Zoo Careers: Blanding’s Turtle Case Study

Blandings Turtle

9th to 12th grade

Engage and Assess

Participants will use mobile technology to share a career path they are interested in pursuing. Then participants will work in small groups to quickly chart all the jobs they think a zoo needs to run effectively. This will provide the facilitator insights into the participants’ background knowledge and interests to frame the experience.

Skills

  • Observation
  • Recording, measuring and graphing data
  • Problem solving

Science Concepts / Standards

  • Science and Engineering Practices:
    • Asking Questions and Defining Problems
      • A practice of science is to ask and refine questions that lead to descriptions and explanations of how the natural and designed world works and which can be empirically tested.
  • Analyzing and Interpreting Data
    • Scientific investigations produce data that must be analyzed in order to derive meaning. Because data patterns and trends are not always obvious, scientists use a range of tools — including tabulation, graphical interpretation, visualization and statistical analysis — to identify the significant features and patterns in the data. Scientists identify sources of error in the investigations and calculate the degree of certainty in the results. Modern technology makes the collection of large data sets much easier, providing secondary sources for analysis.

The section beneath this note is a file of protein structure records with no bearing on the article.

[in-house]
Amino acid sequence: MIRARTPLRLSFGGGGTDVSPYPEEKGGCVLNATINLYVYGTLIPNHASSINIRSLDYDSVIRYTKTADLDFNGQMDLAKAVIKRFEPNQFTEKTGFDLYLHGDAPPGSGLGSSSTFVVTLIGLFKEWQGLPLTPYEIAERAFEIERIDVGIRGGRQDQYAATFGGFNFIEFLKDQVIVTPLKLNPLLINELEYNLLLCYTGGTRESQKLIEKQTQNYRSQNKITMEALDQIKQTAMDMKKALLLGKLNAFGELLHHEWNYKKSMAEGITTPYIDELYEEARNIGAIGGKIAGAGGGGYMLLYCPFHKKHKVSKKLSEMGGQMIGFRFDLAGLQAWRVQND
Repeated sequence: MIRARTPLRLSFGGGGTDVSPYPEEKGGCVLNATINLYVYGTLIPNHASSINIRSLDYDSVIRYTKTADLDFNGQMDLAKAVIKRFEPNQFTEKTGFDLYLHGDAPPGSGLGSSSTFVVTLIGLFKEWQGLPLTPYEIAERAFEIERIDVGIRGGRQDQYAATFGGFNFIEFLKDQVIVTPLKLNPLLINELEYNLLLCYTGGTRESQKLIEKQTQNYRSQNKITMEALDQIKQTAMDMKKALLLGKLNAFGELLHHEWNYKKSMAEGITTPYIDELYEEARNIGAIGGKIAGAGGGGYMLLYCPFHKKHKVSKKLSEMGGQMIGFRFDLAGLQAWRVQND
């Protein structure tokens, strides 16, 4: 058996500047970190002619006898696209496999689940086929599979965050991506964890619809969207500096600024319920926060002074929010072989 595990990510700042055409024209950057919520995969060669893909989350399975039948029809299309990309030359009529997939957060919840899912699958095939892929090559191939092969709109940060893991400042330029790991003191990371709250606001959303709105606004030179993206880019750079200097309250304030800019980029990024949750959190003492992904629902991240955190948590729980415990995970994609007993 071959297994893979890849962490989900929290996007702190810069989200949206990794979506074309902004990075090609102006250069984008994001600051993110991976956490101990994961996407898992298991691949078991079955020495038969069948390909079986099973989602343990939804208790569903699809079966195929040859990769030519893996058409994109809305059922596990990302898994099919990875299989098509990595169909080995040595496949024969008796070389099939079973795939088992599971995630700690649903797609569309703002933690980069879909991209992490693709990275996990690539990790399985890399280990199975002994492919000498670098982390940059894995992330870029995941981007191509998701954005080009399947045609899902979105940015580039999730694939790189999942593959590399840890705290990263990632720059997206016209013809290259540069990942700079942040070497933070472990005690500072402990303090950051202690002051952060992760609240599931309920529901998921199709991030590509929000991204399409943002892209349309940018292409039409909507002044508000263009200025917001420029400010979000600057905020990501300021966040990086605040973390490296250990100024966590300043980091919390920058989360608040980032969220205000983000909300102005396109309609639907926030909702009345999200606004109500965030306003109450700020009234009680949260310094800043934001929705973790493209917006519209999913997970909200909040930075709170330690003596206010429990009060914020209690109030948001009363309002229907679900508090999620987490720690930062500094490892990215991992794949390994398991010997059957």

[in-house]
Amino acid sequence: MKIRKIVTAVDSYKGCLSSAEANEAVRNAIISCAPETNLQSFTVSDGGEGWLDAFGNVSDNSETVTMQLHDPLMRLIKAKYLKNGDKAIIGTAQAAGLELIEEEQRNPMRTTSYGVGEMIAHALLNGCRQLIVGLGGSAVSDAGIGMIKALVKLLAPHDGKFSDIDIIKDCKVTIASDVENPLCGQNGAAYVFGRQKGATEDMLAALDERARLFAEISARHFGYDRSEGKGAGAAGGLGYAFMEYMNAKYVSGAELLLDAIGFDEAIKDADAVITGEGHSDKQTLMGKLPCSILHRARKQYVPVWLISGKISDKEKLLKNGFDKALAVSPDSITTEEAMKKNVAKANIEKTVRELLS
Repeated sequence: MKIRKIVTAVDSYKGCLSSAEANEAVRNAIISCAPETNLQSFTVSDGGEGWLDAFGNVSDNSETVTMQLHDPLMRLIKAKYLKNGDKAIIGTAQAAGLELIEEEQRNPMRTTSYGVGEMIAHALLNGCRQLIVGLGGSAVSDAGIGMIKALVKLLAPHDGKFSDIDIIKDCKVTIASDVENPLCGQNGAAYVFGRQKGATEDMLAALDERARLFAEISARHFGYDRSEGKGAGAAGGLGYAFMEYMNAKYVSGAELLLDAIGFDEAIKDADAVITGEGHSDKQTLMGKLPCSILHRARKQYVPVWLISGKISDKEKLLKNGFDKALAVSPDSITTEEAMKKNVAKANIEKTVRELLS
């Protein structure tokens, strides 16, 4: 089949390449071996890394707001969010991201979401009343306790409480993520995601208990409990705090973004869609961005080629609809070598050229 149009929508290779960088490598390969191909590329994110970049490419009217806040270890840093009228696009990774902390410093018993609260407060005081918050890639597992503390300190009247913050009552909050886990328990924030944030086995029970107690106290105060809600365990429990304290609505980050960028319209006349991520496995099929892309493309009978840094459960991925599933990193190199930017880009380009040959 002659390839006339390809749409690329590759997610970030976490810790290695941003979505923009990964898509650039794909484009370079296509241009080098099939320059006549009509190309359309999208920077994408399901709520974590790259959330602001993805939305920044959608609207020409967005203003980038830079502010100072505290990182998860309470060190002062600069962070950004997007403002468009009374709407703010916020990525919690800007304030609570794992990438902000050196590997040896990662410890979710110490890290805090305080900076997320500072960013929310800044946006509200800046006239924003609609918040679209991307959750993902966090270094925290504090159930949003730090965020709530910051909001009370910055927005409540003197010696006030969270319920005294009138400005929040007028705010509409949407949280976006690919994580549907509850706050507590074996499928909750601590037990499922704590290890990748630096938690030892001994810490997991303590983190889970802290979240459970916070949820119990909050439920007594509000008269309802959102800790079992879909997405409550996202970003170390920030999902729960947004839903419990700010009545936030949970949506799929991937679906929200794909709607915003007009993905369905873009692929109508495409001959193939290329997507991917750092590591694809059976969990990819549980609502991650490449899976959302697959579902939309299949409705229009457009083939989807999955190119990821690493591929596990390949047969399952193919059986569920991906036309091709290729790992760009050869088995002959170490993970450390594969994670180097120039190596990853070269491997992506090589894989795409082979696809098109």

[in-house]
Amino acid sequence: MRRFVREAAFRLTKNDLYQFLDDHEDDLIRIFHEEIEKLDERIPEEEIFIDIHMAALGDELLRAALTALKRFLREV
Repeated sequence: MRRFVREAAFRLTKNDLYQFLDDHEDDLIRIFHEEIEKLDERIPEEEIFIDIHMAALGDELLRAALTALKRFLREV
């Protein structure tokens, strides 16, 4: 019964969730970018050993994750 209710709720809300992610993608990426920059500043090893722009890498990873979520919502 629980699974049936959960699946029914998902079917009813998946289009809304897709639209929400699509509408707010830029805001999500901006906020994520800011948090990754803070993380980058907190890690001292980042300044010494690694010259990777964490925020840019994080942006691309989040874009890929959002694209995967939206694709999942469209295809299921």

Experience

  • 60-minute experience
  • Maximum of 35 students and five adults
  • Cost: $75, plus admission

Participants will work though the real-life conservation story of the Detroit Zoological Society’s Blanding’s turtle head-start program. Participants will provide simulated care for model turtles from before eggs are laid until juveniles are ready for release. Participants will take on multiple roles, including veterinarian, conservation scientist, and animal welfare scientist.

Celebrating and Saving Wildlife

For the safety and well-being of our participants and animals, plush and other animal models (hexbugs) are used to create engaging activities in lieu of live animals. Activities increase understanding and appreciation toward wildlife and wild places while ensuring Detroit Zoo animals are thriving in their habitats and social groups.

Take Action

You can monitor and help protect reptiles and amphibians in your neighborhood. Record Michigan native amphibians and reptiles with Michigan Herp Atlas, a citizen science program. The Michigan Department of Natural Resources uses this information to better understand statewide population distribution and changes.


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